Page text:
earlier SLAAC [RFC2462], the host behavior is clear: earlier SLAAC [RFC2462], the host behavior is clear:
"If the value of OtherConfigFlag changes from FALSE to TRUE, the host "If the value of OtherConfigFlag changes from FALSE to TRUE, the host
should invoke the stateful autoconfiguration protocol, requesting should invoke the stateful autoconfiguration protocol, requesting
information (excluding addresses if ManagedFlag is set to FALSE). If information (excluding addresses if ManagedFlag is set to FALSE). If
the value of the OtherConfigFlag changes from TRUE to FALSE, the host the value of the OtherConfigFlag changes from TRUE to FALSE, the host
should continue running the stateful address autoconfiguration should continue running the stateful address autoconfiguration
protocol, i.e., the change in the value of OtherConfigFlag has no protocol, i.e., the change in the value of OtherConfigFlag has no
effect. If the value of the flag stays unchanged, no special action effect. If the value of the flag stays unchanged, no special action
takes place. In particular, a host MUST NOT reinvoke stateful takes place. In particular, a host MUST NOT reinvoke stateful
configuration if it is already participating in the stateful protocol configuration if it is already participating in the stateful protocol
as a result of an earlier advertisement." as a result of an earlier advertisement."
And there's another description of the relationship of M and O flags And there's another description of the relationship of M and O flags
in [RFC2462]: in [RFC2462]:
"In addition, when the value of the ManagedFlag is TRUE, the value of "In addition, when the value of the ManagedFlag is TRUE, the value of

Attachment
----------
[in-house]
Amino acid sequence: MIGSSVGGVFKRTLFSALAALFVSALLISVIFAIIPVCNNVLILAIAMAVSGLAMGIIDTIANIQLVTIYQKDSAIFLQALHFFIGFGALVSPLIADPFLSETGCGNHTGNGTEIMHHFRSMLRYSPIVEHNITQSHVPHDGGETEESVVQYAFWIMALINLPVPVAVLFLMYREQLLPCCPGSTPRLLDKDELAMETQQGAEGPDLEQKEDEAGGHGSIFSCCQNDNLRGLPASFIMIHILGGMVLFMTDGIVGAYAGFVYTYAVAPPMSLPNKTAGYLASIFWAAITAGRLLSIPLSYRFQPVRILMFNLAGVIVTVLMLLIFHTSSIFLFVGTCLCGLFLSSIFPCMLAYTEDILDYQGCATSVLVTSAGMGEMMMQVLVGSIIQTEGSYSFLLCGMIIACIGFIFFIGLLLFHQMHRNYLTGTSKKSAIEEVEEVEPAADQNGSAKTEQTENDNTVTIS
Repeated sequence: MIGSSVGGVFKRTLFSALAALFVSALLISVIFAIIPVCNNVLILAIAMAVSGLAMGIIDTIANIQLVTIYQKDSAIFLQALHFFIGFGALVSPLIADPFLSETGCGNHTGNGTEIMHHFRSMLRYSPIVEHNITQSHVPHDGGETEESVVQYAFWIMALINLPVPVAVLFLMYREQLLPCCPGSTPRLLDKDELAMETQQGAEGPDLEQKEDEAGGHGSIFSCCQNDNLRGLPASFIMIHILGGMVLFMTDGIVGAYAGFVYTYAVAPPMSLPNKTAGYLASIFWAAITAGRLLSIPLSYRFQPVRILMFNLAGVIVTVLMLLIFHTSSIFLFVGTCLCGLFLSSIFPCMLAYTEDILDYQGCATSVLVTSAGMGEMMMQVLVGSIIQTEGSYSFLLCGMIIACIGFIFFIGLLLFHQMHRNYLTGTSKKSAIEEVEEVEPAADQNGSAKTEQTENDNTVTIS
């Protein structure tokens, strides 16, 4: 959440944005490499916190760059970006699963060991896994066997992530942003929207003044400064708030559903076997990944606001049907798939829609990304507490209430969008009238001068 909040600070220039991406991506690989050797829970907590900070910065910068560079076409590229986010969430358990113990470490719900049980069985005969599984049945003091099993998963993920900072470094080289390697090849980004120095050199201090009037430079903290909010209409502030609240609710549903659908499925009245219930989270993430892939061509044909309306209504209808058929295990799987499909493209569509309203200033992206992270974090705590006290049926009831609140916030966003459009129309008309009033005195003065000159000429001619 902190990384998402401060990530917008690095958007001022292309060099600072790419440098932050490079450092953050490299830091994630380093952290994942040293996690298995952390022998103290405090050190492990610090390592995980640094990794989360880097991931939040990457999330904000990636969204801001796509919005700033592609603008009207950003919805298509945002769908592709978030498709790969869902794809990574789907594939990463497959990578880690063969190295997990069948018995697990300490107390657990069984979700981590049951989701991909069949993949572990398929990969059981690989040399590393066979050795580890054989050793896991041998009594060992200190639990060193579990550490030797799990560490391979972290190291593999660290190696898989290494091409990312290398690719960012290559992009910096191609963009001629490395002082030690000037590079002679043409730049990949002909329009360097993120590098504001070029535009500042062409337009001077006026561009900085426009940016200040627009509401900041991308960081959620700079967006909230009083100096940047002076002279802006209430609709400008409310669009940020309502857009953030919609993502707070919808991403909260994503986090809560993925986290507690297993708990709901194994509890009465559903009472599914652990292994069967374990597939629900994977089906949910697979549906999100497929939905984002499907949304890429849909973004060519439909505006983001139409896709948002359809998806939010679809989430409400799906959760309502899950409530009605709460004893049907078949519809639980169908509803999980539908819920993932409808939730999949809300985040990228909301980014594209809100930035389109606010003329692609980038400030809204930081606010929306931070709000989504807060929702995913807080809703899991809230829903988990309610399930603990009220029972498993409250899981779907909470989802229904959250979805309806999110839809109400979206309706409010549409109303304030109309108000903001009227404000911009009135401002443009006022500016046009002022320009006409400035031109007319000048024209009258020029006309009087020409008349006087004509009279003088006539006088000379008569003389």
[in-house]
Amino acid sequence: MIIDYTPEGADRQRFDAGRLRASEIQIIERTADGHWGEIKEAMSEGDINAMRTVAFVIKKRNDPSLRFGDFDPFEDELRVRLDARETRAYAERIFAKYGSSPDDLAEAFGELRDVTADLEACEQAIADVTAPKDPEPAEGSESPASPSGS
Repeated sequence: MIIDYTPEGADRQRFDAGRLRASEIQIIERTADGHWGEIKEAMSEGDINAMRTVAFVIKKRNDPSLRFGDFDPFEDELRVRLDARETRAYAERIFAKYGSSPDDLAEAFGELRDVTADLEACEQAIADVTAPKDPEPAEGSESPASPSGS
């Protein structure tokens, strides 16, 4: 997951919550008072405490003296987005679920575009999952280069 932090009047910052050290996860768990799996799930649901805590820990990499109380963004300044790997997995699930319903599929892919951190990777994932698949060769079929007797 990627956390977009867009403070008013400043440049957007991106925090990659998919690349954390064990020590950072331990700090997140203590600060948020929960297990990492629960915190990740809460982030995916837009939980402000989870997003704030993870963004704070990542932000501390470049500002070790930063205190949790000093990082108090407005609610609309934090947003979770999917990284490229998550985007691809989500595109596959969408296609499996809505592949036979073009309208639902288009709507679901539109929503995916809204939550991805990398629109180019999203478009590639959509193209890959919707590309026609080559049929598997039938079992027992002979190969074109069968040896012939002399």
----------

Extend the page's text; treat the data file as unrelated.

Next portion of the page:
OtherConfigFlag is implicitly TRUE as well. It is not a valid OtherConfigFlag is implicitely TRUE as well. It is not a valid
configuration for a host to use stateful address autoconfiguration to configuration for a host to use stateful address autoconfiguration to
request addresses only, without also accepting other configuration request addresses only, without also accepting other configuration
information." information."
2.2. Behavior of Current Implementations 3. Problems Statement
We did tests of current mainstream desktop/mobile operating systems' 3.1. Host Behavior Ambiguity
behavior (please refer to the appendix for details). This section
only briefly illustrates some important results.
2.2.1. A flag The main problem is standard definition ambiguity which means, on
interpreting the same messages, different hosts might behave
differently. Thus it could be un-controlled or un-predictable for
administrators on some operations. The ambiguity is summarized as the
following aspects.
A flag is a switch to control whether to do SLAAC, and it is #1 Dependency between DHCPv6 and RA
independent with M/O flags, in another word, A is independent with
DHCPv6.
At the non-SLAAC-config state (including DHCPv6-only-configured), all In standards, behavior of DHCPv6 and Neighbor Discovery protocols is